Hundreds of Union Workers Flood City Hall, Request it ‘Close the Gap’

Members of IFPTE Local 21 — which include our city engineers, utility workers, architects, and planners — say S.F. has been getting richer while its middle class gets smaller.

Hundreds of IFTPE Local 21 workers rallied at City Hall steps. (Nuala Sawyer)

On Thursday afternoon hundreds of city workers wearing blue IFTPE Local 21 beanies spent their lunch break at a rally on City Hall’s steps, demanding better wages, an end to outside contracts, and additional investments in San Francisco’s skilled middle class. The rally marked the beginning of new negotiations with the city, and over the next few weeks, the issue will no doubt dominate conversations as politicians and union organizers work to find the money necessary to keep its workforce financially secure and present in San Francisco. 

It’s not a small fight; Local 21 members are what makes this city function, from the inside out. They run our sewer systems, repair our streets, design new housing, keep government websites running, and take care of our health. If negotiations go badly, their collective power as a striking force could bring San Francisco to a standstill.

“When you turn on your taps in the morning to brush your teeth and water comes out — that’s us,”  said Tedman Lee, president of the Professional Engineers Chapter of Local 21. “When you flush the toilet and all that stuff goes away — that’s us, too.”

The union’s asks are fairly straightforward, though the security they’re demanding for won’t come cheap. But their argument is sound: As San Francisco gets richer year after year, there has been very little investment in its workforce. According to union data, spending on the city’s labor force has declined from 44 to 41 percent of the annual budget since 2007. As housing prices have skyrocketed and the overall cost of living has risen, the city has lost seven percent of its middle-class workforce in 12 years.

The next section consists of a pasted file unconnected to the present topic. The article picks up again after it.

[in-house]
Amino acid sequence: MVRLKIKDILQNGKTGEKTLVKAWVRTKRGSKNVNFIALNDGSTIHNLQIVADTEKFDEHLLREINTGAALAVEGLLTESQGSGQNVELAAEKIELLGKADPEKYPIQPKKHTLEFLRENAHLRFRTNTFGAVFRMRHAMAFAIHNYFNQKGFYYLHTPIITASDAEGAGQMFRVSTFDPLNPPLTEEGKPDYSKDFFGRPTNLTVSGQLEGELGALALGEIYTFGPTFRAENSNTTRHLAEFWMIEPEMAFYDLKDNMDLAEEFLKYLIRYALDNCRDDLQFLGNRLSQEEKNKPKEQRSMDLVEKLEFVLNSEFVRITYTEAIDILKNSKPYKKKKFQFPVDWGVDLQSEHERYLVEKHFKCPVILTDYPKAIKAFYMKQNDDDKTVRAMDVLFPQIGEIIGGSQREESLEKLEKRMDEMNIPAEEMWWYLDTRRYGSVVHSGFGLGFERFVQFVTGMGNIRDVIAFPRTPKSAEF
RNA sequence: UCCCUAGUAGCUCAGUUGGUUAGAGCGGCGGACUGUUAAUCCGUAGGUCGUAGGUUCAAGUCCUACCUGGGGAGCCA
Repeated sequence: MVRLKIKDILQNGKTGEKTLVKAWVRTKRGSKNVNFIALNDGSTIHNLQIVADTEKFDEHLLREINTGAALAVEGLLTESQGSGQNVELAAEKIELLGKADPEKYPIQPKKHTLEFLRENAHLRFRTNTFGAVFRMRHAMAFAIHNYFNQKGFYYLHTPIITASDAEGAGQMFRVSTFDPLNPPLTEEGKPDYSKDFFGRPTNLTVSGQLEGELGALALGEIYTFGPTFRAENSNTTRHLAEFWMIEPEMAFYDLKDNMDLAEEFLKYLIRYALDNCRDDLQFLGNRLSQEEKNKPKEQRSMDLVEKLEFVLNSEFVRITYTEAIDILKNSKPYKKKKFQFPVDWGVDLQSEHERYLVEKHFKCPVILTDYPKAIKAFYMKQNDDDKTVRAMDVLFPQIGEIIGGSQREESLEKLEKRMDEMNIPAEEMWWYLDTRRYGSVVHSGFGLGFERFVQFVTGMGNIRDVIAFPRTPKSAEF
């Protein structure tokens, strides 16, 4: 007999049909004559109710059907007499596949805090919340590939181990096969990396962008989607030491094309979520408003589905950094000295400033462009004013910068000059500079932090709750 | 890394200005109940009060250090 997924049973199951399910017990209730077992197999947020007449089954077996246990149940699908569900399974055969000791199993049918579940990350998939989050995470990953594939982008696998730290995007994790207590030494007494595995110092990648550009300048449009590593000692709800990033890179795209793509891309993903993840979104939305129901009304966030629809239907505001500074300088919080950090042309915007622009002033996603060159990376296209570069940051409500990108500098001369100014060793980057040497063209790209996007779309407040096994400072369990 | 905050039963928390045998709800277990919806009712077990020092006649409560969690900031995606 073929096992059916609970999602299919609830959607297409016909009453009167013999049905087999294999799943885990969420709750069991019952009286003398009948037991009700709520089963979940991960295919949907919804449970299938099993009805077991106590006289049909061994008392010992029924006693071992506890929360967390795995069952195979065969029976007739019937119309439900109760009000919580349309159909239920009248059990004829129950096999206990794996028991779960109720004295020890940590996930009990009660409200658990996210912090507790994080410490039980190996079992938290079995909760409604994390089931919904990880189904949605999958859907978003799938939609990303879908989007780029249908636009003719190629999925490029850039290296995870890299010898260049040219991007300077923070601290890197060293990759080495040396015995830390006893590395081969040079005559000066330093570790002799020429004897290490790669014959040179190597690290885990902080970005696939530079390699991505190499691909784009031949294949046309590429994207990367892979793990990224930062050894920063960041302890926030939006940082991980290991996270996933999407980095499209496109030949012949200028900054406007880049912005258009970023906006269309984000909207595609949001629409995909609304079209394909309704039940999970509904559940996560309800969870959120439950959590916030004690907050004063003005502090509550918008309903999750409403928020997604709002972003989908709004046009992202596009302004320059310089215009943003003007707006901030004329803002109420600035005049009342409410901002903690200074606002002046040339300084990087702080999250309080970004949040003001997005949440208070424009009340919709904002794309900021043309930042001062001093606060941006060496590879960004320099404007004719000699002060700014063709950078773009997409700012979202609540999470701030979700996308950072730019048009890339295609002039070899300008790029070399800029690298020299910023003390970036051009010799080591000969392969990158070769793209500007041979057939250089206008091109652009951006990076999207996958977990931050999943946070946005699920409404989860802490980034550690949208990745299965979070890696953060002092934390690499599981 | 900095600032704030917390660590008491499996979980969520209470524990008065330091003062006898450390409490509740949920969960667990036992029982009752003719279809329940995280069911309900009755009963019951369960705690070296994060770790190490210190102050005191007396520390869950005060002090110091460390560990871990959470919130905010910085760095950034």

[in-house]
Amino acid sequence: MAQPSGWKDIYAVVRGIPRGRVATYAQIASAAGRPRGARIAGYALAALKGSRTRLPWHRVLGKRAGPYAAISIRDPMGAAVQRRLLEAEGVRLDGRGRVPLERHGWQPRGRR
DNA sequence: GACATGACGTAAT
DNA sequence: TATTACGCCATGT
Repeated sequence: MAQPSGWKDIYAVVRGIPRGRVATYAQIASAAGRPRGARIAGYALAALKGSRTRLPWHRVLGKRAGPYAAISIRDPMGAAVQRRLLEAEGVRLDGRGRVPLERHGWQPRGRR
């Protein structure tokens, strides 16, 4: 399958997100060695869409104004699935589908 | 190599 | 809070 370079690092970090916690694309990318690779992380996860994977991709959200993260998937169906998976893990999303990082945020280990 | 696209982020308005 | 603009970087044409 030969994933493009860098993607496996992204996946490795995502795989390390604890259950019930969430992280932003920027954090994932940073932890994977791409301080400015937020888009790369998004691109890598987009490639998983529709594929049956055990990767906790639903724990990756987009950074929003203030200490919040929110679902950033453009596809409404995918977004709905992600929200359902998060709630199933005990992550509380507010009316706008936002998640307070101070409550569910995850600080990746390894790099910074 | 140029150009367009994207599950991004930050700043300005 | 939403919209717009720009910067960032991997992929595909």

Now, many city employees commute into the city, depending on an overstretched public transportation system to get to work. And those that have managed to stay here don’t have much wiggle room for family emergencies or — god forbid — being evicted from rent-controlled housing.

“We’re just looking for a fair shake,” Bianca Polovina, a compliance officer with the Office of Labor Standards Enforcement who works to protect workers’ rights, told SF Weekly. “For the few of us who are still living in San Francisco, we’re looking to stay here. The backbone of the middle class is the public sector, and so while we’re here fighting for ourselves we’re also fighting for all of San Francisco’s middle class.”

Polovina’s spouse also works for the city, and together they share a rent-controlled one-bedroom apartment in the Haight. It works for now, but there’s little security in their future. “We will probably not be able to afford market-rate housing if we have to leave to start a family, or care for an elderly parent,” they said. “We want to stay, that’s why a lot of us are here. You can see from the size of the crowd that a lot of us take this really seriously. We’re really proud of the work we do, and we just want to be able to continue to do it.”

Luckily, a fair number of politicians showed up to Local 21’s event to pledge their support. Supervisors Gordon Mar, Sandra Lee Fewer, Norman Yee, Vallie Brown, and Matt Haney stood with the workers while rain drizzled down, promising to allocate more of the city’s $11 billion annual budget towards its workers.

“We see revenues going up around the city. We gave so much money to the state that they gave some back to us,” said Haney, referencing the $181 million windfall the city was just bestowed from California. “The sad thing is the one thing we don’t see growing in this city is the middle class… Let’s invest in the people who are doing the work every day. We need to make sure that no one who works for the city is pushed out of the city because they can’t afford to be here.”

Haney ended on an optimistic note. “2019 is going to be known as the year of the blue hats,” he added

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